I think they expected some kind of secret magic answer as to how I haven’t gained all the weight back. It’s not magic and it’s really not a secret either. I made permanent lifestyle changes. I can understand their disappointment: this answer is simple to say but it’s hard to do! It means making the healthy choice every day. It means I have to be consistent, and no one likes being consistent! It’s a whole lotta work without time off for good behavior!

I usually tell people that watching My 600 lb Life is my version of a 12 Step Meeting.  They think I am joking but I’m not. Watching that show reminds me of all the bad food decisions I used to make and all of the excuses I used to tell myself. I still catch myself trying to use those excuses! We all know what they are: “this one thing won’t hurt” (Yes it will!); “I deserve a treat!” (It’s not a treat if it’s bad for you!); “I’ve been so good lately!” (So being bad is a reward?) This show keeps me focused on what happens when I decide to take a vacation from Consistency!

I know it can be a major disappointment to people when they realize they can’t “eat healthy,” lose the weight they want, and then go back to eating all the foods they used to eat. They are looking at a lifetime of no more pasta, no more garlic bread, no more milkshakes, or ice cream or peanut butter cups– whatever their particular vice is, it is PERMANENTLY off the menu! When you start down that road, it can feel kind of bleak. It did for me!

This idea of a ‘temporary change’ comes up a lot on the show. Dr. Nowzaradan’s patients believe they can ‘be good’ for a while, get The Surgery and then eventually go back to eating like they did before.  They think The Surgery will ‘fix’ them so they don’t have to be consistently good with their diet. Truthfully, that’s a lovely fantasy and I wish it were true, but in Real Life, what you eat matters! In reality, all those foods you think you love eating? They become way less important compared to how you feel physically and after a while, you don’t miss them anymore.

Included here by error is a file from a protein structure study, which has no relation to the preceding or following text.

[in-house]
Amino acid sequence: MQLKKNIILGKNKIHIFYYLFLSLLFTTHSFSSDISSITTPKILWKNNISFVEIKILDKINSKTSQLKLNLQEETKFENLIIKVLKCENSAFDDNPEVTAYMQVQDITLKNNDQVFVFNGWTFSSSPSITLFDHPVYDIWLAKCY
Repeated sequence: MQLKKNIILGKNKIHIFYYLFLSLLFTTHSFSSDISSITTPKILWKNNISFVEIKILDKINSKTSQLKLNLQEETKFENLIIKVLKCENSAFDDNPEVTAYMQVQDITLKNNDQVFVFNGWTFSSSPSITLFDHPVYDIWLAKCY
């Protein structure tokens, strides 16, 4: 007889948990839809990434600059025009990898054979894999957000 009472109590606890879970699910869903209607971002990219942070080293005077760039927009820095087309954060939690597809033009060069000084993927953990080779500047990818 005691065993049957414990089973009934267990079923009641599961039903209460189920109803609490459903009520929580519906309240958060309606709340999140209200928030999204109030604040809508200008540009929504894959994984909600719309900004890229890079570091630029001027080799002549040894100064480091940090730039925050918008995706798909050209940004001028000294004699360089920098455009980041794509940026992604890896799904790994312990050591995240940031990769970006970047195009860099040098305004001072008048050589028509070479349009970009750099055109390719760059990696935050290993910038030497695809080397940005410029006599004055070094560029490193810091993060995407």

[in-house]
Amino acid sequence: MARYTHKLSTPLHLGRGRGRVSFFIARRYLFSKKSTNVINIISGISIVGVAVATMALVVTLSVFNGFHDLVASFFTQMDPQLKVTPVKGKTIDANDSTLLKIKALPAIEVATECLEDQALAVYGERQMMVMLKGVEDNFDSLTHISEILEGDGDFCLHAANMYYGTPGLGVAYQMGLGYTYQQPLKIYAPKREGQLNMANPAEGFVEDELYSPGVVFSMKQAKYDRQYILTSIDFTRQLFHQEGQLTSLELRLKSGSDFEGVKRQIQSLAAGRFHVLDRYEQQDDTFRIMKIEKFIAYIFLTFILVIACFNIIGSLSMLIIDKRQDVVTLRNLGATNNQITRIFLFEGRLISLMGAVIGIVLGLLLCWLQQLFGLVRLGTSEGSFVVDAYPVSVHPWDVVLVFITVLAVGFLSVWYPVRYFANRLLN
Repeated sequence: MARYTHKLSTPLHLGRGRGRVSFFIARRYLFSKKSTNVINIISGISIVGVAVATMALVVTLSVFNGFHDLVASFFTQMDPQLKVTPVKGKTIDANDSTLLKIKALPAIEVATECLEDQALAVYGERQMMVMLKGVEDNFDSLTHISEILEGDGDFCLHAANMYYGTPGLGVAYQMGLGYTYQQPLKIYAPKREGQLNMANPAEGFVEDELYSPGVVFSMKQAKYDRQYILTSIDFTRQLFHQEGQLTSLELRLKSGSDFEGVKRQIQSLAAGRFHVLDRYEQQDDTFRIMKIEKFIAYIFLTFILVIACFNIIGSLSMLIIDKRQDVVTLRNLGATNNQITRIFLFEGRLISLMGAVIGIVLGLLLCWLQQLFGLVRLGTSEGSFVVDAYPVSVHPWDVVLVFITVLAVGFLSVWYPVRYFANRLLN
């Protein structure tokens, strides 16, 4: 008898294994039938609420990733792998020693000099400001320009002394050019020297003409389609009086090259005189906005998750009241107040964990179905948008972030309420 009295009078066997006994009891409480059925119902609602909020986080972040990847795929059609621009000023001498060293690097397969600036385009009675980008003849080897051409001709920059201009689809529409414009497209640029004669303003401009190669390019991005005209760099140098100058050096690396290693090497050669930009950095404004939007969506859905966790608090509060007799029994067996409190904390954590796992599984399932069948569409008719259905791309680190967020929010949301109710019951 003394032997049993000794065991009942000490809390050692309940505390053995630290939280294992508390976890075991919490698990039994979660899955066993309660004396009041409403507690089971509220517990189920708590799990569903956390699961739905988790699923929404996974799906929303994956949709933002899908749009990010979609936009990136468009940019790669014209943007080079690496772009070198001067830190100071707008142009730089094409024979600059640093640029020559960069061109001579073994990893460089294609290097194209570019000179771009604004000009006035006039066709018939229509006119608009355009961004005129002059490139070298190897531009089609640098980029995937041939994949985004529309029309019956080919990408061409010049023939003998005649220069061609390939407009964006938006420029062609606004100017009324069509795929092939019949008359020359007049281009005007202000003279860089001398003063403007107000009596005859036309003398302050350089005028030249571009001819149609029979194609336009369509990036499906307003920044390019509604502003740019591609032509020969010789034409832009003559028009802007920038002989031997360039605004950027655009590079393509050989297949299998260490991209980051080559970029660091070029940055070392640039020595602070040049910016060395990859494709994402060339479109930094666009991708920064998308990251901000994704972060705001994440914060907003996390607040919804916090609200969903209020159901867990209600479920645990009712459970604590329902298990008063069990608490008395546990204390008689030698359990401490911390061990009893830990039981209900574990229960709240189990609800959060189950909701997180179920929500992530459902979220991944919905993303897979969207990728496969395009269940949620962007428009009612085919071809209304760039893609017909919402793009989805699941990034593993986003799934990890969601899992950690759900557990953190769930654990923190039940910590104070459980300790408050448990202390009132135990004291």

Permanent changes are fundamental changes and the farther you get away from the way things used to be, the less hold they have on you.  Before I lost the weight, a big part of my regular eating routine was eating out and that menu was full of bread, rice, pasta and potatoes. Recently, I got treated to several dinners out at restaurants to celebrate my birthday and the morning after one of those dinners at an Italian restaurant, I realized I hadn’t had pasta in probably a couple of years or more. I used to love pasta, but it’s not on my menu anymore because it doesn’t make me feel good after eating it.  My dinner the night before had been fish with sauteed veggies. I felt good eating it, it was satisfying and when I went home, I didn’t feel hungry later on. So why would I eat pasta that’s not going to make me feel as great? Honestly, I don’t miss pasta anymore and I hadn’t thought about my choice not to eat it until that morning.

About the same time I was eating out a lot, my gym decided to be a real pain in the butt. For the last four years, I’ve been going to water aerobics classes two days a week. They only offer two evening classes during the week and none on weekends so some of us in the class get together on Friday or Saturday to work out on our own.  A couple of weeks ago, my gym decided to cancel our Monday class because the instructor is on an extended medical leave. In the past, my first thought would have been “whoo hoo! I’ve got Mondays off!” but now it was “WTH?? I’m going anyway!” So that’s what I did! I showed up for my workout like I do every Monday evening, and so did a lot of my friends.  Now on Mondays, we make our own class, just without the instructor, kind of like our Friday or Saturday ‘classes.’

The gym has been another part of my permanent lifestyle change for the last four years. I like it; it makes me happy and I feel better afterwards. Of course, if I didn’t feel well or had to work late or had another appointment, I would have made a different choice, but those options aren’t the rule. The rule is Mondays and Wednesdays are workout days, not because I ‘have to’ but because I like it! I also like seeing my friends, so it’s not only a healthy exercise; it’s a healthy social activity as well.